When the interviews resumed several days later, the questions were no longer about Iraq; they centered on how natural disasters might affect recruiting for the National Guard, he said.
"Katrina was close to home and the earthquake [in Pakistan] was dramatic with a terrible loss of life," he said. "But the war didn't stop."
Since March 2003, when the U.S. military led an invasion of Iraq, at least 35 people from Maryland or with ties to Maryland have died in the war. On Wednesday, Army Reserve Spc. Kendell K. Frederick of Randallstown was killed outside Tikrit by a roadside bomb and Marine Lance Cpl. Norman W. Anderson III of Parkton was killed west of Baghdad by a suicide bomber.
On Oct. 14, Maryland Army National Guardsmen Spc. Samuel M. Boswell, 20, of Elkridge; Spc. Bernard L. Ceo, 23, of Baltimore; and Sgt. Brian R. Conner, 36, of Baltimore, died in a Humvee accident northwest of Baghdad. They were the first Maryland National Guard soldiers killed abroad in the line of duty since World War II, said Guard spokesman Maj. Charles Kohler.
On morale "I think all of us recognize that we may be called upon to pay the ultimate sacrifice, but I think it is too early to tell what kind of impact on morale this will have" on other Guard soldiers, Kohler said.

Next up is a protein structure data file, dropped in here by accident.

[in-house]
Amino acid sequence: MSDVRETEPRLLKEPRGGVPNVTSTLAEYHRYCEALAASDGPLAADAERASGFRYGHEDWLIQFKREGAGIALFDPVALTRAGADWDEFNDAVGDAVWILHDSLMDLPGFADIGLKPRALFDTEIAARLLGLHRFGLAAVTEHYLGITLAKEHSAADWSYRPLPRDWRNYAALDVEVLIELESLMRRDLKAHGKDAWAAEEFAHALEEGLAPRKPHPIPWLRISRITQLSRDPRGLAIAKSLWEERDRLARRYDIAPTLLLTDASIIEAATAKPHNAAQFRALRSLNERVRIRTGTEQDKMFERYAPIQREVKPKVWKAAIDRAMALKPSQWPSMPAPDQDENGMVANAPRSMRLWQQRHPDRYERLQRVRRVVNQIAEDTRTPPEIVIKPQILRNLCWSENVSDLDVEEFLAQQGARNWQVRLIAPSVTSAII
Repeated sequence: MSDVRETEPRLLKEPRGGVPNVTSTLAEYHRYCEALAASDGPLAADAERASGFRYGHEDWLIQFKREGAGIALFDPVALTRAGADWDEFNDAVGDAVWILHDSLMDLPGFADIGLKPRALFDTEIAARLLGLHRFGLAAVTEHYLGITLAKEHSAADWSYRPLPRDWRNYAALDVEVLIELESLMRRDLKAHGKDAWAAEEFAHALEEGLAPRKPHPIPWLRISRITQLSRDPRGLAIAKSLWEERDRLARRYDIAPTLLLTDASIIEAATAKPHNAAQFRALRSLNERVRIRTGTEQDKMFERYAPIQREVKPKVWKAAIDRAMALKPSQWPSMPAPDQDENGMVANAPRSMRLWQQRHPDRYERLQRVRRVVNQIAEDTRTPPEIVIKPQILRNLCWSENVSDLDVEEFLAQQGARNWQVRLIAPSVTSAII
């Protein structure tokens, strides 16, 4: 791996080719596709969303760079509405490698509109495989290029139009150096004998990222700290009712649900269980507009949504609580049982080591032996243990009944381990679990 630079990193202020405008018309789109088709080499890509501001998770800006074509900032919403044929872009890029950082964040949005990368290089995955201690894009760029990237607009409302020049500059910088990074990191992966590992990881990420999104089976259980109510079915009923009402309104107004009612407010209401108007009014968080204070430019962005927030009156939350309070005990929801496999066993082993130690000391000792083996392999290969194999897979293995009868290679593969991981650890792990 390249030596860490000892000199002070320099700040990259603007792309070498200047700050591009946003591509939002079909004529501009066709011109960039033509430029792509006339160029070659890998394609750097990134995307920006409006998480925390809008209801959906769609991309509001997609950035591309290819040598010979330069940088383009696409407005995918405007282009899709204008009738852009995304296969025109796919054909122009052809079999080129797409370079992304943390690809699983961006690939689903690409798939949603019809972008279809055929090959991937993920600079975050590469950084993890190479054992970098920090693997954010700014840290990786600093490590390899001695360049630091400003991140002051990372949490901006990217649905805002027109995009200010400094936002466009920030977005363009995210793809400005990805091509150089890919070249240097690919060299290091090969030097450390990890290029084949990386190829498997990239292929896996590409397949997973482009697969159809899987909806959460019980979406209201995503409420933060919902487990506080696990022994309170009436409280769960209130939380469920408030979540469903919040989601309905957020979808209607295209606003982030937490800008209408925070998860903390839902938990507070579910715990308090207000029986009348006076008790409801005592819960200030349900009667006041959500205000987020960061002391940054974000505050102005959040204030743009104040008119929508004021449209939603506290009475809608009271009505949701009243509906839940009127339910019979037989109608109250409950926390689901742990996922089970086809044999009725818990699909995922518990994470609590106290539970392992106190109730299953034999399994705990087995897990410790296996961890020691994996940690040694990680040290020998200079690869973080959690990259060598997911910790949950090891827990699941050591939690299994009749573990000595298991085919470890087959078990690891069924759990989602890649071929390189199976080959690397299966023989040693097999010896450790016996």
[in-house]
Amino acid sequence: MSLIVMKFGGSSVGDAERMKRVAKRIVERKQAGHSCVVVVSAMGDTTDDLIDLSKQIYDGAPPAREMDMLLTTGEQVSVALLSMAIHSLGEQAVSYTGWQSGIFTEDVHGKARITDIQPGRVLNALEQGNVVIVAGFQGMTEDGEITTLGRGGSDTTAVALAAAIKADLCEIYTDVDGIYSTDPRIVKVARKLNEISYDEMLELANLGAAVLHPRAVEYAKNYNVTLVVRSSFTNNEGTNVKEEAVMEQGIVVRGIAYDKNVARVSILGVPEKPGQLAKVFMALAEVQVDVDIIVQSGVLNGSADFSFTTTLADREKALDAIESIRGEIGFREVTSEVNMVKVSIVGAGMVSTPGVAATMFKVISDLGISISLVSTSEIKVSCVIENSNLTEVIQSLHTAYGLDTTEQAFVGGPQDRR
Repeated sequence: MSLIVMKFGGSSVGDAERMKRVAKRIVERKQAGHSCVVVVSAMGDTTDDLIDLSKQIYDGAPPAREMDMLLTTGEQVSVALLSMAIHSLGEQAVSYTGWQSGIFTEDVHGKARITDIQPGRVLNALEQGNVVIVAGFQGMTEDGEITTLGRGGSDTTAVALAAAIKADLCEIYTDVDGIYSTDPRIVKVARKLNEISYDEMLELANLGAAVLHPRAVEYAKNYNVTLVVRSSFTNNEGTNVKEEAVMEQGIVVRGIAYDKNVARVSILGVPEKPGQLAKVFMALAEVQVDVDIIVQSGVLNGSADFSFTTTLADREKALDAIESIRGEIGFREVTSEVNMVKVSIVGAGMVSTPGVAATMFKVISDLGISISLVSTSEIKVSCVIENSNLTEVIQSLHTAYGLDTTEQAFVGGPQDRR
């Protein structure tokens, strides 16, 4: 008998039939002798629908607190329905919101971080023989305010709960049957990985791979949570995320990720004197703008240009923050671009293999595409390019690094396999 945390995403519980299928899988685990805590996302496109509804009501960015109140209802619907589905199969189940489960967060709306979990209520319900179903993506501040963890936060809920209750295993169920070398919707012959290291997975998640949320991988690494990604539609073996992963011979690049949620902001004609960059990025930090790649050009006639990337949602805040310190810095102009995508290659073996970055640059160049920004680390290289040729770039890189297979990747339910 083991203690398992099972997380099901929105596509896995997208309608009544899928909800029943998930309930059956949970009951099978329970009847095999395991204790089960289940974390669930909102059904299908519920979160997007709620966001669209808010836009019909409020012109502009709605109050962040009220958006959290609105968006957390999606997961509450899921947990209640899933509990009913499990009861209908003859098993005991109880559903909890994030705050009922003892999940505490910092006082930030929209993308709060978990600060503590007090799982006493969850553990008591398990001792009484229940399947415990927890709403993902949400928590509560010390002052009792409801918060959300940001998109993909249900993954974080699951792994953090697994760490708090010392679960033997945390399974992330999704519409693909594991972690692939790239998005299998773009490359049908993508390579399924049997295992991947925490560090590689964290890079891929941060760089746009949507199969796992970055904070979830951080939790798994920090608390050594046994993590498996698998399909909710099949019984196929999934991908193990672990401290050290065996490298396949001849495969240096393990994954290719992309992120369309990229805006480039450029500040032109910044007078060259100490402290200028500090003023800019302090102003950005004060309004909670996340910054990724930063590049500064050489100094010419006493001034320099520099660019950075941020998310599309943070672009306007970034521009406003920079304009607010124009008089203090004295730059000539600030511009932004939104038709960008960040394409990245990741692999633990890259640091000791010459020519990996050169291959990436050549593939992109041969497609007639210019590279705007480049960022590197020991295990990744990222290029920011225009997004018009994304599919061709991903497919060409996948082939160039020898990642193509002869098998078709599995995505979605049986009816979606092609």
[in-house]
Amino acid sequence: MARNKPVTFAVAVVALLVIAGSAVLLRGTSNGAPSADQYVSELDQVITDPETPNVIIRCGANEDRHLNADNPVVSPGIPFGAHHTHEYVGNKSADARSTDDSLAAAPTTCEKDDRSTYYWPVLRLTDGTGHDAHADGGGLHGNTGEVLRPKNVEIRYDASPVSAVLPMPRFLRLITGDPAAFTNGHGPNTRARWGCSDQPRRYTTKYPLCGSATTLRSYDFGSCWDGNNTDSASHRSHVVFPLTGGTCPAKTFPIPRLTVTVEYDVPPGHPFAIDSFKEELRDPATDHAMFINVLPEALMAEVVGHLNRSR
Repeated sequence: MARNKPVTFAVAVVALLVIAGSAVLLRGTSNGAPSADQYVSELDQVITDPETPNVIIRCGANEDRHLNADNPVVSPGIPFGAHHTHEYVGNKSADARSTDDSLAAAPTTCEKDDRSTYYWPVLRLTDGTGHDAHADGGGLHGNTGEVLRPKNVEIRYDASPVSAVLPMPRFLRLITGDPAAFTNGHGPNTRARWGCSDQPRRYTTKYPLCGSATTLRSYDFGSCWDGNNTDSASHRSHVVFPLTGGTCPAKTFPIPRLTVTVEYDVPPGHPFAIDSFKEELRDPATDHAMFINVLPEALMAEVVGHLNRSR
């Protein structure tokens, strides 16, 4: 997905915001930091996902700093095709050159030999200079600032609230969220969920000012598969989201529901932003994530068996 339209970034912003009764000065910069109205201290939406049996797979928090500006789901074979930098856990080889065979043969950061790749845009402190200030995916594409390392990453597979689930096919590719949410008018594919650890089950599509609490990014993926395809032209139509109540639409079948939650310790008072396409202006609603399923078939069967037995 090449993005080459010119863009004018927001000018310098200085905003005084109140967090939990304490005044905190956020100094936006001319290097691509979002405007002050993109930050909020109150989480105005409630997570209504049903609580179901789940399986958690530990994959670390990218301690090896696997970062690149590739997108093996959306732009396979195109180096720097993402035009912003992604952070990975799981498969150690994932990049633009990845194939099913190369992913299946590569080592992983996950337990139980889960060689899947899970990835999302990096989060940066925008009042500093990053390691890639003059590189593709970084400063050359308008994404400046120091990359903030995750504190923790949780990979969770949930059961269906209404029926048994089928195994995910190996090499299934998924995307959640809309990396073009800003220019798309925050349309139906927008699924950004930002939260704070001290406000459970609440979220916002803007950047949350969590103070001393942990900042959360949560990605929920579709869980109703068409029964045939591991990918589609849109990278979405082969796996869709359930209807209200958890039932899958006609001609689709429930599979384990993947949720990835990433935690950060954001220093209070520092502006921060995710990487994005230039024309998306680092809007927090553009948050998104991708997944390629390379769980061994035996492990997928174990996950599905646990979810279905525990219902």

In Segal's University of Maryland graduate courses, about half the students are military, former military, civilian employees of the military or National Guard, he said. Of them, only the Guard students have expressed frustration about the war.
"They have become more resentful with the way the reserve components are being used" to fight the war, Segal said.
Of the half-million reservists mobilized for federal service since Sept. 11, 2001, the Maryland National Guard has contributed 4,600 citizen soldiers, Kohler said. Most have been used for domestic support in emergencies such as Hurricanes Katrina and Rita or for homeland security details, guarding airports and other critical infrastructure. More than 900 have been deployed to Iraq.